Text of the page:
Right! The League of Extraordinary Experienced has made a comeback. I would have thought that after the limited overs matches in South Africa and Champions Trophy last year, even the influencers for Kamran Akmal and Shoaib Malik would have found new avenues. Can’t blame people like Azhar Khan and Saleem Jaffer who probably sign on the dotted line; maybe when it’s blank.
For them to argue on basis of merit is like the tiny state of Lichtenstein setting the monetary policy of the European Union.
I think it’s useless to argue against selection of someone who couldn’t explain how 90,000 pound sterling landed in his account in UK and another who has thrice escaped deeper review, even an indirect accusation of not taking off the bails by a team coach in a taped committee meeting. That was some three years ago. The Disciplinary Committee of PCB eventually gave them a green signal without any logical explanation from them and so they continued to score their single digit innings and passing time in the field, barring a rare contribution.
This should lay bare the fact that recent (and consistent) failures are no hindrance to being selected again.
So Sarfraz Ahmed hit a blazing 40-plus and set the tone for one of the greatest chase in Test cricket and quickest for a 300-plus target. When it comes to the nature of the game where quick runs are needed, he’s seen as no good.
Last time they (reluctantly) took him to Bangladesh he was primarily responsible for Pakistan winning the Asia Cup. But the PCB (let’s not blame the selectors who really have not much to do with selection) has totally ignored that match winning innings that put the total out of reach of Bangladesh.
Let me quote a neutral Siddarth Ravindran who reported on that game for Cricinfo: "Aizaz Cheema’s bowling at the death and wicketkeeper Sarfraz Ahmed’s career-high, unbeaten 46, after walking in at No 8 played a huge role in separating the sides."
He concluded his report thus: "When Afridi’s typically manic cameo came to a close in the 42nd over, Pakistan were seven down and looked unlikely to last the full stretch. It was down to Sarfraz to lift Pakistan from what seemed a sub-200 score, which even their world-class attack would have had little chance of defending, to a more competitive one."
And indeed it was so. Pakistan were 178-7 when Afridi went and yet they finished with 236 with Sarfraz playing with maturity and intelligence for his 46 not out off 52 balls.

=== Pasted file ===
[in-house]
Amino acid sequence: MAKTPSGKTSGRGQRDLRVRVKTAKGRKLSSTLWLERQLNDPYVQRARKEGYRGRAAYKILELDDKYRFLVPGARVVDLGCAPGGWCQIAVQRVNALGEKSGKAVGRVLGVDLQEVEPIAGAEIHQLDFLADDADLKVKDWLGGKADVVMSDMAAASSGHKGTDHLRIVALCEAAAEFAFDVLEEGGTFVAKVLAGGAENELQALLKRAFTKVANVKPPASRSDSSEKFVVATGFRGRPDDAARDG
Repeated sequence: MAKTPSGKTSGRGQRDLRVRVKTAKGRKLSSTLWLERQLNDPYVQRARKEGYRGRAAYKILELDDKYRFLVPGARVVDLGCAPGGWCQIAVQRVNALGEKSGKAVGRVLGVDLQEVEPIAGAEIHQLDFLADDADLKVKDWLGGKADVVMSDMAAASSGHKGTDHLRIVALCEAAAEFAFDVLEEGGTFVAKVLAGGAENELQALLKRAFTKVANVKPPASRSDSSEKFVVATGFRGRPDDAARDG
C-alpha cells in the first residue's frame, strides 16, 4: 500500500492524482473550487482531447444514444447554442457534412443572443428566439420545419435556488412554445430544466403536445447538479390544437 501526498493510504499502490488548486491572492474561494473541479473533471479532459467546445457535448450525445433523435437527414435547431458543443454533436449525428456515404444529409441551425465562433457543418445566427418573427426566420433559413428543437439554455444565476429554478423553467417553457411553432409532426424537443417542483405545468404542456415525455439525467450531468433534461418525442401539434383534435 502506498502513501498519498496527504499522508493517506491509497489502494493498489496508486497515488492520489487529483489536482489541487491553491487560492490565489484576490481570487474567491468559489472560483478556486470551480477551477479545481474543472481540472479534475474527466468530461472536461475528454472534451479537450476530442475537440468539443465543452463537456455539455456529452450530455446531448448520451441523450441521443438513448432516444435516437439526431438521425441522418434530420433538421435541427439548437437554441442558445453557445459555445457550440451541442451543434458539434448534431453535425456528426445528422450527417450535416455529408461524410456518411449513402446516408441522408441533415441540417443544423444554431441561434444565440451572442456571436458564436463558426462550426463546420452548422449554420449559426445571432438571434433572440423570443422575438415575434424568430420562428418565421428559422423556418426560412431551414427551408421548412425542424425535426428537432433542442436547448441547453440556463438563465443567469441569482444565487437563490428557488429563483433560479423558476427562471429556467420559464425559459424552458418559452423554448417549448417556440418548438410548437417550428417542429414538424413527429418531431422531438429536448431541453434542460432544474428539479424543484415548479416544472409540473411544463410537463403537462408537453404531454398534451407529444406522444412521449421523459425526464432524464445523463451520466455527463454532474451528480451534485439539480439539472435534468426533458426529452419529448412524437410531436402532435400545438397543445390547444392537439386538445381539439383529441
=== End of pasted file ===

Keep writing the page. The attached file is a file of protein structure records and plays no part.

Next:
That Pakistan eventually won the final by 2 runs rams home the point that the IMC missed completely.
Najam Sethi has time and again mooted merit as the only criteria but merit has been swished away from under his nose and he has no idea.
Perhaps out of sight is out of mind since he wasn’t the PCB chairman on the day when Pakistan won the third Test against Sri Lanka on the last day.
When they don’t want him they refer to a one-off tournament and then quote a performance some two years back after a gap of two years to bring back "experience".
It’s now clear that the "keeper supporting mafia" is too strong and in fact wants to make no bones about it. "Yes we are and here we will stay" seems to be their mantra.
It seems the worst thing a wicketkeeper can do is score a match-winning innings. How dare he?
The law of probability says that they should get some runs after three major flops and that will get them another three years. It’s a lose-lose situation for Pakistan.
I pity Umar Akmal. He is being used just to keep Sarfraz out. To ask him to keep wickets for 50 overs in the humid conditions of Bangladesh if Pakistan field first and then expect him to play a match-winning innings is absolutely criminal.
It is strange that Fawad Alam has been brought in. Fawad should be tried in Tests. His limited overs talent is, well, limited.
Once again Shoaib comes back into the team because there is no one else. And they quote his experience as an asset. Well, he was selected on exactly that measure for the World T20 2012 in Sri Lanka, for the Champions Trophy last summer and for the limited overs series against South Africa in the UAE.
Very rarely has an "experienced" batsman played the sort of shots he did and flopped as pathetically as he did in all three. He was more of a liability than an asset. Yet he’s back.
Hammad Azam was another one who served well in the previous Asia Cup. He came in at 70-4 and when he was out some 10 overs later Pakistan were 129-5. He had scored 30 off 37 balls with three fours and a six. Then he bowled not all that badly and conceded only as many runs per over as Umar Gul and Aizaz Cheema.
The penance for both Sarfraz and Hammad after that Asia Cup final two years back was isolation. Two young men who had played a crucial part in Pakistan’s triumph against odds were dumped.
Sarfraz has proven his point but Hammad has been totally cut out and Shoaib has been preferred over him for the last two years.